Ailing Abe quits as Japan PM as COVID-19 slams economy, key goals unmet
“The broad picture remains intact. In terms of economic and fiscal policy, the focus remains very much on reflation,” said Jesper Koll, senior adviser to asset manager WisdomTree Investments. “Longevity will be a struggle.”
The resignation comes just days after Abe surpassed a record for longest consecutive tenure as premier set by his great-uncle Eisaku Sato half a century ago.
But for all his longevity, he failed to deliver on one of his most prized goals – altering Japan’s postwar, pacifist constitution. He also fell short of a full revival of the economy, even before the coronavirus.
“As head of the ruling party he worked hard on Abenomics for eight years,” said Naohito Kojima, 55, a brokerage employee.
“There were various problems but if someone else had been leader, it’s questionable whether they could have maintained a stable government as long as Mr Abe.”
Abe won praise for reasserting Japan’s presence on the global stage after years of revolving-door premiers.
His resignation comes amid an uncertain geopolitical environment, including an intensifying confrontation between the United States and China.
The conservative Abe returned as prime minister for a rare second term in December 2012, pledging to revive growth with his “Abenomics” mix of hyper-easy monetary policy, government spending and reforms. He also pledged to beef up Japan’s defence and revise the constitution.
Abe was instrumental in winning the Tokyo 2020 Olympics.
“We must fulfil our responsibility as the host country of the Olympics,” Abe told the news conference. “Of course, I believe my successor will work to host the Olympics under the same belief.”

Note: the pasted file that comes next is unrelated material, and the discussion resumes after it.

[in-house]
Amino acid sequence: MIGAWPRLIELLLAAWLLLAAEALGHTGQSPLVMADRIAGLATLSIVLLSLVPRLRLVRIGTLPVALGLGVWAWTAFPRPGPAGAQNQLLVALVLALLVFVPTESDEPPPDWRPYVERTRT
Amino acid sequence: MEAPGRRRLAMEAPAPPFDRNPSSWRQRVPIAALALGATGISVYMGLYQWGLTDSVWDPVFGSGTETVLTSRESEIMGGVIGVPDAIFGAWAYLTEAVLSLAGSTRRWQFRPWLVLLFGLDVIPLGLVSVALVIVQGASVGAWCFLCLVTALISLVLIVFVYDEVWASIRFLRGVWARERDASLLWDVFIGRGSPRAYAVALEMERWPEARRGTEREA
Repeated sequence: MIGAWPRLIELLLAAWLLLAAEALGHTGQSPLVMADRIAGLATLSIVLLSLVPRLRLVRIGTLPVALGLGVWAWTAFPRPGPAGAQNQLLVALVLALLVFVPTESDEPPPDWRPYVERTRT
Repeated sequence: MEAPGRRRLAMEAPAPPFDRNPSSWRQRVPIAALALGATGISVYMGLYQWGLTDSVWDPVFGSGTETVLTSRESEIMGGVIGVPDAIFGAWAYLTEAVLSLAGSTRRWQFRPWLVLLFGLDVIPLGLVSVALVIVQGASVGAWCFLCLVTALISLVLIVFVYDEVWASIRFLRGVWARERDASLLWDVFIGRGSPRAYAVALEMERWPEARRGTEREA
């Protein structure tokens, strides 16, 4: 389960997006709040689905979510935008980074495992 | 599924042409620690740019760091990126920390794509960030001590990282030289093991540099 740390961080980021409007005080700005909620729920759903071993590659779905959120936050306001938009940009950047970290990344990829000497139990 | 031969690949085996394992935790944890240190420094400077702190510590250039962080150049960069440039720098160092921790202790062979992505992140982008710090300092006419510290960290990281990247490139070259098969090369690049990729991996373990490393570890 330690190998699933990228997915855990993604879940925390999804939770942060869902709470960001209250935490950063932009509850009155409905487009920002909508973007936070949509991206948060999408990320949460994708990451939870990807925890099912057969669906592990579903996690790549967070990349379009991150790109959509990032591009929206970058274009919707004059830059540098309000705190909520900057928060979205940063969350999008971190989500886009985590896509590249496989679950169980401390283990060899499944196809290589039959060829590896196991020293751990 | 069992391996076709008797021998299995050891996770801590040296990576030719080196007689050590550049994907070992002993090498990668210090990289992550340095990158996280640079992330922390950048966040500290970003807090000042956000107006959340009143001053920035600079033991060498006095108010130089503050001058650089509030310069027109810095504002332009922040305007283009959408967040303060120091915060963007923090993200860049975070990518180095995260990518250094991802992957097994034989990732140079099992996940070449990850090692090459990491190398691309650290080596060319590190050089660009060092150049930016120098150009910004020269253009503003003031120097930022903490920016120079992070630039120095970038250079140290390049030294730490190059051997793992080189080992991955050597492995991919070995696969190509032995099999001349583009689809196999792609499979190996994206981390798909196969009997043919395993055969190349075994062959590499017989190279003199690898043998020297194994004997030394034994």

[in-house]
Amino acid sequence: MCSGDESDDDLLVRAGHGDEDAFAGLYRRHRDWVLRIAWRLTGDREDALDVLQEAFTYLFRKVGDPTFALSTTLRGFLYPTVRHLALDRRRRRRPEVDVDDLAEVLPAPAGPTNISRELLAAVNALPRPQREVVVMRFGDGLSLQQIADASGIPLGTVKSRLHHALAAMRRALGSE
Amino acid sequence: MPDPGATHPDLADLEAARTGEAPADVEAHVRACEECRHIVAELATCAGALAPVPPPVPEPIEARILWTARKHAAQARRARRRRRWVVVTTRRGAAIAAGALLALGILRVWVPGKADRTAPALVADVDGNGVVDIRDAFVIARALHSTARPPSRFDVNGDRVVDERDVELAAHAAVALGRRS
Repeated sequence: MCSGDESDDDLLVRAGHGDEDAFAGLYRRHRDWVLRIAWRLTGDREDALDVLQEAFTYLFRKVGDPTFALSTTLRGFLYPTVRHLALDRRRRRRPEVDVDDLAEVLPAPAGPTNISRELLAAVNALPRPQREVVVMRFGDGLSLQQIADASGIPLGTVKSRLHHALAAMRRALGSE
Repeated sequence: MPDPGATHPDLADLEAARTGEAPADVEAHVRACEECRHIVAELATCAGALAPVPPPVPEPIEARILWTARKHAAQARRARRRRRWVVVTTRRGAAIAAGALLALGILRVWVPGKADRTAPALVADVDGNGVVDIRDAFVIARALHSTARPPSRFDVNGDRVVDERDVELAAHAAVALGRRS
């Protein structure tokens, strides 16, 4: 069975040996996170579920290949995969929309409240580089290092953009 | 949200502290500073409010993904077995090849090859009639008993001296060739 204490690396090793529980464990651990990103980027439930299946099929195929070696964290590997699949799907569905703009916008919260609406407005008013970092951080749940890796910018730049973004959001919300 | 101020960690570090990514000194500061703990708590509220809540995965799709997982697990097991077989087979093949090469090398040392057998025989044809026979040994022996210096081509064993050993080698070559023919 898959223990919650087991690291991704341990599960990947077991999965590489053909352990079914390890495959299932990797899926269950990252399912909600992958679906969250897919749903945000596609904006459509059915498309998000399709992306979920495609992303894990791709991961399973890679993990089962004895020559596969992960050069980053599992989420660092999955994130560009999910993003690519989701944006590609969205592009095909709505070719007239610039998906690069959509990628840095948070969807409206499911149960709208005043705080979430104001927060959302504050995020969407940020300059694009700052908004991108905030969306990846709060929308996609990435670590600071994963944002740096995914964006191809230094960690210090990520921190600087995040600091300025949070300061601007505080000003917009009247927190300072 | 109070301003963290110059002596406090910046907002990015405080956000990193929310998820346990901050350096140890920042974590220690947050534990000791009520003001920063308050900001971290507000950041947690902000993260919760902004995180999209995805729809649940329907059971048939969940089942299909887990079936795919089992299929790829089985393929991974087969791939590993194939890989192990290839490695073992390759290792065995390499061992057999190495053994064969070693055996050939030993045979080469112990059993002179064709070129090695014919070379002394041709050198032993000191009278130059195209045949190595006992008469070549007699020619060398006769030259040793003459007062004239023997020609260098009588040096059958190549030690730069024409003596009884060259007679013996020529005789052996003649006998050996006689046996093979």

Under fire for his handling of the coronavirus and scandals among party members, Abe has recently seen his support fall to one of the lowest levels since taking power in December 2012.
Japan has not suffered the explosive surge in virus cases seen elsewhere – it has had nearly 67,000 cases and 1,255 deaths – but Abe drew fire for a clumsy early response and what critics saw as a lack of leadership as infections spread.
Abe kept his promises to boost spending on the military after years of declines and expanding its capacity to project power abroad. In a historic shift in 2014, his government reinterpreted the constitution to allow Japanese troops to fight abroad for the first time since World War Two.
A year later, Japan adopted laws scrapping a ban on exercising the right to defend a friendly country under attack.
But Abe proved unable to revise the U.S.-drafted, postwar constitution’s pacifist Article 9, a personal mission that also eluded his grandfather, Nobusuke Kishi, who quit as premier in 1960 because of uproar over the U.S-Japan security pact he championed.
Abe resigned from his first stint as prime minister in 2007, citing ill-health after a year plagued by scandals in his cabinet and a huge election loss for his ruling party. He had since kept his illness in check with medicine that was not previously available.